When recipes became widely available and searchable online, it changed the way many of us cooked. No longer did we go to our trusted recipe files or our shelves full of cookbooks and decide what we were having for dinner. There were elements of both trust and experimentation in our old cooking libraries. Some days we would go to the tattered, stained pages and cook what we knew was going to be delicious. And on others, we’d flip through the pages of a new cookbook or one we had never used before and decide to put our faith in the author.
There were no search fields where we could type in the ingredients we had on hand and magically find a recipe that used them all. There were no reviews where we could see what hundreds or thousands of other people thought of the meal. There was no reading a five paragraph theme about why the recipe was horrible, even though the cook changed half the directions and half the ingredients. “I substituted tofu for the chicken thighs in this Buttermilk Fried Chicken recipe and it was horrible! I also baked it instead of frying it. Zero stars.”
Perhaps it’s nostalgia or just wanting to take my eyes away from the computer, but there are some days I just want to pull an old cookbook off the shelf and remove myself from the data overload of food websites. (By the way, the irony of writing this on my food website is fully appreciated.) If I want to make homemade gnocchi, there are thousands of recipes and hundreds of reviews. Hundreds of small variations on a relatively simple dish. Data overload. Some days I don’t want the responsibility of making the choice. I just want to be put in trusted hands and enjoy the ride.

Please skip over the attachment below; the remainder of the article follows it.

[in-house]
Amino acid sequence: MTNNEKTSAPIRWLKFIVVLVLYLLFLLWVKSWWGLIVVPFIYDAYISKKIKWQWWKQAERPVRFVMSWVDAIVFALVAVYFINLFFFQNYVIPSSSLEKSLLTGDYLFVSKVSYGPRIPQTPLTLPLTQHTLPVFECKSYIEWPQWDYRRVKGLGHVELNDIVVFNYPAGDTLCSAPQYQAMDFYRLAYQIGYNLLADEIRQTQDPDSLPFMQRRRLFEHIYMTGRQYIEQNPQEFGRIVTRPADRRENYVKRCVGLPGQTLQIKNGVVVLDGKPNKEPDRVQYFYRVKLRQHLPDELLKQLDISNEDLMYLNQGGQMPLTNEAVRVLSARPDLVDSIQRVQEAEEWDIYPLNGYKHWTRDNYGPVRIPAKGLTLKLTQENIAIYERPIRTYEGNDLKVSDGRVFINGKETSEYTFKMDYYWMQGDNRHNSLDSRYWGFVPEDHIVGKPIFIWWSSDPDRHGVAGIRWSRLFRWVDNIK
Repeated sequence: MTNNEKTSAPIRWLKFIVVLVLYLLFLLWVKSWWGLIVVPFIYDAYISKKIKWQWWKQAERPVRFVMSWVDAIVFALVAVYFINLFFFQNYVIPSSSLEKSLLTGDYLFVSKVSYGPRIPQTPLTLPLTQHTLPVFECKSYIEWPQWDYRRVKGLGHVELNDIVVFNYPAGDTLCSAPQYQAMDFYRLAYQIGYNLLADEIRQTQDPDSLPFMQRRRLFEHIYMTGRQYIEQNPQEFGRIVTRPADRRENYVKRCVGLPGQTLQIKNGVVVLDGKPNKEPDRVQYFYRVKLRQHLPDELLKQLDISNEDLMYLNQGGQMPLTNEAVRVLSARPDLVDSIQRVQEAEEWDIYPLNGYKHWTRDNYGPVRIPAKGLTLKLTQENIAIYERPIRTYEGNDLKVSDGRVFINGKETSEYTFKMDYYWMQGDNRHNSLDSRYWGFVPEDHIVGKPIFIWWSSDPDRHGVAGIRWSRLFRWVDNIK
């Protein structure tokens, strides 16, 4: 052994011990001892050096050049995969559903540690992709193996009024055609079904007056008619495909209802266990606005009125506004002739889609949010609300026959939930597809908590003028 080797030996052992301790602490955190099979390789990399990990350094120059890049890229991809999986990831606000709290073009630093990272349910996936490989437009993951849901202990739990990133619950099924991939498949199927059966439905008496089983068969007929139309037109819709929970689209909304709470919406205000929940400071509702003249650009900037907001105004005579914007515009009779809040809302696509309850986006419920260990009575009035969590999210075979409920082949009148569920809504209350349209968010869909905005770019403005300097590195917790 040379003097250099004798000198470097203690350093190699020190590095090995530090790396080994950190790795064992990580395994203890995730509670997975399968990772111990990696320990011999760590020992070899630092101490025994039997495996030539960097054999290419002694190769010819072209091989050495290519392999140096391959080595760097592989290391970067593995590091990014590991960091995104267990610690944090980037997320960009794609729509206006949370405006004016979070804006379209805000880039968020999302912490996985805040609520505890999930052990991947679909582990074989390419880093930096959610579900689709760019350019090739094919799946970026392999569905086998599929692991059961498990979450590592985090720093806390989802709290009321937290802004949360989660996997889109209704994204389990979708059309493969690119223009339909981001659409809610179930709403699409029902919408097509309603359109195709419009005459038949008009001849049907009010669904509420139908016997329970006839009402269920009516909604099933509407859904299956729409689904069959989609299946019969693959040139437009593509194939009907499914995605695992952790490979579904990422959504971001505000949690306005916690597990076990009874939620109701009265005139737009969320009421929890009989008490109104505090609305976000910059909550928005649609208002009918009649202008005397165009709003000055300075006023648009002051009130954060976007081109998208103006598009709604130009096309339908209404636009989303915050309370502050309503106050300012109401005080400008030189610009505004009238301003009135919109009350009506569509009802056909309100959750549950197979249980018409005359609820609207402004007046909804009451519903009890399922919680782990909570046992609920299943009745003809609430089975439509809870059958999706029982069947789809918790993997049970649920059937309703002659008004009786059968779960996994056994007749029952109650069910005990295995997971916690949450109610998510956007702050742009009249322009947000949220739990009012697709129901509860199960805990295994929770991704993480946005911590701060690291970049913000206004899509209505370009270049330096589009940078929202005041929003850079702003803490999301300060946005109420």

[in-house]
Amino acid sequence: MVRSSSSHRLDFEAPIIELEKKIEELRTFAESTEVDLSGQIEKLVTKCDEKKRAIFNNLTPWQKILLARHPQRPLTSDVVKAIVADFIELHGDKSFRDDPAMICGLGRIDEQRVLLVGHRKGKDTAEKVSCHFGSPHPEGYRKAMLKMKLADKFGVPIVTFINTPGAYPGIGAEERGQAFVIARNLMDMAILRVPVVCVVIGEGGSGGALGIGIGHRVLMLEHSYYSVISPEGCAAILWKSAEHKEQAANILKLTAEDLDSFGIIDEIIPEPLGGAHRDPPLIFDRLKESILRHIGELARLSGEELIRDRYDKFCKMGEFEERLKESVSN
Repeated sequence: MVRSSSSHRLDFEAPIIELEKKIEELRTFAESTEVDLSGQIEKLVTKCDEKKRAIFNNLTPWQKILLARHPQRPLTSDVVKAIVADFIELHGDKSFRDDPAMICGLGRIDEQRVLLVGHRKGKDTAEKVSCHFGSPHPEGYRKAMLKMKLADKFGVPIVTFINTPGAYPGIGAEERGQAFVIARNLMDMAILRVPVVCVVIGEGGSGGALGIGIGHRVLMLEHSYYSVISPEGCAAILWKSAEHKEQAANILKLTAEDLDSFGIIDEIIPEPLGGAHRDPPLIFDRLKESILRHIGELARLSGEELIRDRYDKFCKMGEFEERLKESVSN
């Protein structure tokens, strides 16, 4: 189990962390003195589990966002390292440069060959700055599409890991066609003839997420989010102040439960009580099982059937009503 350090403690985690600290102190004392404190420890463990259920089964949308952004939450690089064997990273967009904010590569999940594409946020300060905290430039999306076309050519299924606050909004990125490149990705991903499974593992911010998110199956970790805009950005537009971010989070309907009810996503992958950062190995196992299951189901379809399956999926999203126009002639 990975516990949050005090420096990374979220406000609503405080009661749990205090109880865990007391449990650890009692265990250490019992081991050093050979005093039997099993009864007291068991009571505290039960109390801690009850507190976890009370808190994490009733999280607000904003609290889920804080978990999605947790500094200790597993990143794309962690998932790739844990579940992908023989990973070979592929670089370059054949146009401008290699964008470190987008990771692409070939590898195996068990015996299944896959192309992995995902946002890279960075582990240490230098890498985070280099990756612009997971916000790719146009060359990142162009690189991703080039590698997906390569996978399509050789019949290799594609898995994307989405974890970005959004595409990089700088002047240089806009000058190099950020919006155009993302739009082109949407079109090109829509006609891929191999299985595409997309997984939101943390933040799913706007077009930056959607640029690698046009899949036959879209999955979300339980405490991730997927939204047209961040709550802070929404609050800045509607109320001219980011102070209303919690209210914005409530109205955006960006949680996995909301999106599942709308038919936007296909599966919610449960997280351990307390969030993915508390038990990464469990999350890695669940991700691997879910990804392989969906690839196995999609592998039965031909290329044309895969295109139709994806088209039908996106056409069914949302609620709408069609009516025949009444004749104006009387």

So, on those days, I pull a book off the shelf and open it up to a recipe I remember making for my husband and our two good friends. I remember the evening in our old house (three moves ago) and the sunny backyard and the bottles of red wine we consumed with the meal. I remember our kids all running around the house, probably playing dress up or singing made up songs while we ate dinner. The baby is now in middle school. The rest are in high school and college.
I made Alice Water’s Spinach Lasagna on a Sunday. I spent the day in the kitchen rolling out pasta, making tomato sauce, and counting layers of cheesy goodness as I listened to the silence of pre-teens and teens (secluded in their rooms) and scolded two wrestling dogs who stay by my side. The scolding takes time, but it fills my kitchen with the noise I need as children grow. On this Sunday, I made the lasagna in a different house, in a different state, and getting close to an age that makes me think about Botox.
But as evening approached, the dogs found their beds, the husband abandoned the sports on TV, the children emerged from their rooms, and the red wine was poured. I never found the time to shower or exercise, but we sunk into the moments of lasagna and family and a fleeting night of togetherness. Nights that are hard to come by. Nights where you want to feel the dough, smell the sauce, savor the lasagna, and store the moments in your brain forever. Nights where you want Alice to take the wheel so you can enjoy looking out the window.
Find the Spinach Lasagna recipe in “The Art of Simple Food” by Alice Waters. I highly recommend the the sauce and pasta dough recipes too. I like all of her variations, but I always add fresh mozzarella to the mix. Definitely also try out her Scone recipe. Be sure to add chocolate chips and take them to a neighbor on a snow day.
2 thoughts on “Cookbook Classics: The Art of Simple Food”
I remember that snow day. ❤️
Ha! Old neighbors who still use a feed reader (and comment on blogs!) are the best old neighbors. Very deserving of scones.